Our rivers: reflecting on the past
Earlier this evening I got a call out of the blue from a nice young reporter from Newshub, keen to interview me for their morning show on the issue of fresh water. I say 'out of the blue', but it seems there had been a media release about a lecture I am doing tomorrow night about the environmental history of rivers at the University of Canterbury [link here].
Anyway, against my better judgement, and somewhat reluctantly, I agreed to be interviewed. I was feeling a bit wary given how 'live' freshwater issues are at the moment, less than a week out from the election - on top of which I was utterly unprepared. So I wittered on semi-(I hope!) coherently to a series of questions, from which, potentially at least, one or two meaningful utterances may be able to be extracted. And as always with these things, it was only an hour or two after I finished the interview (as I was doing a bit of restorative yoga, as it happens), I thought, of course - why didn't I say that!!?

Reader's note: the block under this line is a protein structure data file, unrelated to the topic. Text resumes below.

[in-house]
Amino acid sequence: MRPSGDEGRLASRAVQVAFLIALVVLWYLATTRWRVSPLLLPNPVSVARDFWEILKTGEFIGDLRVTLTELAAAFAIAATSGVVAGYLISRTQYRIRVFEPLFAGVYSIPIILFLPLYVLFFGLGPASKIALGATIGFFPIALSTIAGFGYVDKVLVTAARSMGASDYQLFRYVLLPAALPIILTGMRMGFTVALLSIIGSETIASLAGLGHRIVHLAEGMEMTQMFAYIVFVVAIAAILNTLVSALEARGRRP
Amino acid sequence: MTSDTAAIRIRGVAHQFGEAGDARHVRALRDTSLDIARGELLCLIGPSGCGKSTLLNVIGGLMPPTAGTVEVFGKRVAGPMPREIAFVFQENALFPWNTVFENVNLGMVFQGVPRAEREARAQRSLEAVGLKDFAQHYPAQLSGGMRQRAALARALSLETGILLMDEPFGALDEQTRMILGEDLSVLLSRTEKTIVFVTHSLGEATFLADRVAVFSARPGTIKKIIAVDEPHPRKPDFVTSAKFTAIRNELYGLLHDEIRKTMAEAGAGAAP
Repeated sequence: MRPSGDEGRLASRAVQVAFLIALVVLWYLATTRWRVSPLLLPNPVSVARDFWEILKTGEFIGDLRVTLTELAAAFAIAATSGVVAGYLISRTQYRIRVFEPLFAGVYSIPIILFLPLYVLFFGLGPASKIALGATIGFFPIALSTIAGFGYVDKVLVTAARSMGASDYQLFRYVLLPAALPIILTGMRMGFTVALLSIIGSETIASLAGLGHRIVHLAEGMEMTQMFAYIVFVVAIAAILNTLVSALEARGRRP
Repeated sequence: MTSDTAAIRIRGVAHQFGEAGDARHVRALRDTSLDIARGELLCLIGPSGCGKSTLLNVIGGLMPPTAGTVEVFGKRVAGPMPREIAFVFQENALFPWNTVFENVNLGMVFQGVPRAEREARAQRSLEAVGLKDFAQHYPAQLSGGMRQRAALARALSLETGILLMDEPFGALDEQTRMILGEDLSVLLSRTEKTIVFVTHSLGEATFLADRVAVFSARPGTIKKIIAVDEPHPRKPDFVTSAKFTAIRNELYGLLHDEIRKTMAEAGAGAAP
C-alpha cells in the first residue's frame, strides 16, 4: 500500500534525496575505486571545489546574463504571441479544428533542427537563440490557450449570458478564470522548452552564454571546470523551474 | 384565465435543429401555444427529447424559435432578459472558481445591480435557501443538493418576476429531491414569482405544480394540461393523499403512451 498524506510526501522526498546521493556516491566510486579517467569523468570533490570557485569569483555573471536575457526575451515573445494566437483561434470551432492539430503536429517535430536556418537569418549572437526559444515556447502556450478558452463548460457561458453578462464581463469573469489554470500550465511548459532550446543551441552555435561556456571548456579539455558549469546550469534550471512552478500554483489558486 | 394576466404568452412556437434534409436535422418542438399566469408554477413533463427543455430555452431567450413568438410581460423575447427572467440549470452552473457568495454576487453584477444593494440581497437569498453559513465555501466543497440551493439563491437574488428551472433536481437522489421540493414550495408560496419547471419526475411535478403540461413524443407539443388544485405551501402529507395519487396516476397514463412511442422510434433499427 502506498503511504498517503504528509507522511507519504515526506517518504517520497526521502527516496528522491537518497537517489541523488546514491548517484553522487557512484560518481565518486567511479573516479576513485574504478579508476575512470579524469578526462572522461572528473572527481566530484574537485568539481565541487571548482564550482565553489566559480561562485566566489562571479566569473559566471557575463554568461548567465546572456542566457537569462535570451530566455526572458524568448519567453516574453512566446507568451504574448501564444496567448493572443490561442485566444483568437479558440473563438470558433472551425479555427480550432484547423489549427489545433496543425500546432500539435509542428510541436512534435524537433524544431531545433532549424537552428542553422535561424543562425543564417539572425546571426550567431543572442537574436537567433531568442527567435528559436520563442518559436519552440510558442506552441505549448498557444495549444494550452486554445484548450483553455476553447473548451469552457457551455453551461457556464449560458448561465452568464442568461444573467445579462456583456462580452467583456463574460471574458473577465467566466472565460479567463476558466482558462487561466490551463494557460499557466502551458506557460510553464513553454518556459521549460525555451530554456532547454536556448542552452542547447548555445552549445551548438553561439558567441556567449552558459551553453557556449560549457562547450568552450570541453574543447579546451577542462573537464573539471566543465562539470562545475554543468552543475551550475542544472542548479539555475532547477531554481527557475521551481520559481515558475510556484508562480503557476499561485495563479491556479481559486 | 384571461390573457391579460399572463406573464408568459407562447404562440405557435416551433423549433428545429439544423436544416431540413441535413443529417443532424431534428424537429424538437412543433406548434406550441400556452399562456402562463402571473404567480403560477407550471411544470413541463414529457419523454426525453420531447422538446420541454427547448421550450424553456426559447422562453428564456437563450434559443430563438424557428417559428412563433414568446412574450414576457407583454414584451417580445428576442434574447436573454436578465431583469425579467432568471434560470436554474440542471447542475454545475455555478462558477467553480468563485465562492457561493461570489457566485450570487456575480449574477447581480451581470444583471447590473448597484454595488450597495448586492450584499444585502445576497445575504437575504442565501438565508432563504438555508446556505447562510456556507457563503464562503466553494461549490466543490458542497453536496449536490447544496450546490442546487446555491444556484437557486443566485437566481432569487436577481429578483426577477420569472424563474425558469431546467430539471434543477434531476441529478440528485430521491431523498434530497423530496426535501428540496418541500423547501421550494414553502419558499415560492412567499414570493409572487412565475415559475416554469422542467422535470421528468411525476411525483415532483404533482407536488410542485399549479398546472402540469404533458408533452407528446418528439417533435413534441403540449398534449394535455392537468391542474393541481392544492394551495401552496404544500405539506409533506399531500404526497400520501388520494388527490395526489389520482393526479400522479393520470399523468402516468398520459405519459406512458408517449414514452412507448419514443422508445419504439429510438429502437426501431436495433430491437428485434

'That', in this case was to point out that one of the first causes of sustained pollution of our rivers and streams was from alluvial goldmining. Goldminers simply dumped their 'tailings' (waste rock and gravel, subsequently laced with cyanide for good measure) back into streams and rivers. And, who complained about the impact this had on water quality and the increased propensity of rivers to flood as a result, spreading silt onto the surrounding farmland? That's right - farmers. They wanted the pollution to stop, or failing that, they wanted to be compensated for the damage it caused to their livelihoods. And did the government listen? No, not at first. Why not? Because at the time, the government considered that goldmining was too valuable to the country's economy to impede by imposing any constraints, even if it meant continued damage to the environment or the livelihoods of others.
Sound familiar? Thought it might...